22. 22. Wage- Price Spiral
  23. 23. Fill in the blank boxes to complete the wage-price spiral
  24. 24. What causes inflation?• 6. Imported inflation: Rising prices in one country may be exported to other countries through international trade. This is called imported inflation. A fall in the value of one currency against another currency can also lead to imported inflation.($1=Rs.50) falls to ($1=Rs.25)• ($10 worth import now costs $20)
  25. 25. Money income Vs Real income
  26. 26. Rising prices reduce the purchasing power of people’sincomes.(Their real income falls)Pensioners & Government employees(fixed incomegroup)Professional people and workers in strong tradeunions.(better bargaining power)People who save money(If interest rate is rate ofinflation becomes worse off)Old age pensioners other fixed income earnersGovernment earns more tax revenue.
  27. 27. Cost of inflation to the economy• Inflation causes unemployment.o People save more in times of high inflation.o More imports and less exports.• Reduction in the real value of savings• International competitiveness
  28. 28. Employment• Employment provides people with income and wealth.• Unemployment wastes productive resources. Hence:• Governments always wants to maintain a high and stable level of employment.
  29. 29. Employment Indicators Labour force Employment Employment UnemploymLabour participation by industrial status ent force rate sector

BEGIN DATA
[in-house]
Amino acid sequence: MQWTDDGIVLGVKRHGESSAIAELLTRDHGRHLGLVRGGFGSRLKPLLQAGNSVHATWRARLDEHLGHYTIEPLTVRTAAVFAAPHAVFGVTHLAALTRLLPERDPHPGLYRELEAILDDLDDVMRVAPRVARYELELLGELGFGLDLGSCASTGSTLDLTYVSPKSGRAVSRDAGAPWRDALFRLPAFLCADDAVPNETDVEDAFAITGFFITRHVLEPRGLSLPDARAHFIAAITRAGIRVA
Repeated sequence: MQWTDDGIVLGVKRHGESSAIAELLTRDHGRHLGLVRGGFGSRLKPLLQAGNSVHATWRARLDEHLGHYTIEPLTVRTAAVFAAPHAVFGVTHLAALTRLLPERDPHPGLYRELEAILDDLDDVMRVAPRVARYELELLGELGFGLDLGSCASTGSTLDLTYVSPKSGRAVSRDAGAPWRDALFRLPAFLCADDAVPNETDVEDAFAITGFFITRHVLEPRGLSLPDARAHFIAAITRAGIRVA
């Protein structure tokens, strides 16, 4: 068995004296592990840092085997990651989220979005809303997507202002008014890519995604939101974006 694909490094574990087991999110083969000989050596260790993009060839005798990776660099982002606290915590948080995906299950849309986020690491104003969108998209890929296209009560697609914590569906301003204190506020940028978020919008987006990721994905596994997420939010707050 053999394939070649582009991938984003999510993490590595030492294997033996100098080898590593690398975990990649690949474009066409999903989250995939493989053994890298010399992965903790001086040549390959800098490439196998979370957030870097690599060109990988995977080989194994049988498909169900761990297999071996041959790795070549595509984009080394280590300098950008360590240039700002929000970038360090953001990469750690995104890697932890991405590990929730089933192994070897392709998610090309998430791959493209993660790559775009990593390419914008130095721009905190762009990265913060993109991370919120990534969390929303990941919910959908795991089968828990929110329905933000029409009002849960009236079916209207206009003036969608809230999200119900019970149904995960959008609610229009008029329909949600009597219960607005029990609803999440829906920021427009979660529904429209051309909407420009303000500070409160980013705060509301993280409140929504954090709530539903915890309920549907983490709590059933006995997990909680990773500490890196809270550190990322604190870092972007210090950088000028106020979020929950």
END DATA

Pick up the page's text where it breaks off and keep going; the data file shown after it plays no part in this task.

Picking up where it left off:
30. 30. Key Employment Indicators• Labour force: Total number of people of working age in work or actively seeking work• Labour force participation rate: The labour force as a proportion of the total working age population.• Employment by industrial sector: How many people work in agriculture and manufacturing industries, relative to services.• Employment status: The number of people employed full-time, part time or temporary work.• Unemployment: The number of people registered as being without work, and as a proportion of the total labour force(the unemployment rate)
  31. 31. Labour force • They exclude:• They include:
  32. 32. Labour force participation • Labour force participation rate is the measure of the proportion of working-age population that is either working or looking for work.
  33. 33. Why Whydecrease increase inin some somecountries? countries?
  34. 34. Seasonal Unemployment
  35. 35. Loss of jobs in coal- mining and oil-drilling units Loss of jobs in entreLoss of jobs in Tata production units
  36. 36.
  37. 37. in the labour market
  38. 38. Trade Unions• Trade unions bargain for higher wages.• This may not match with the improvement in productivity.• Rise in wages causes unemployment.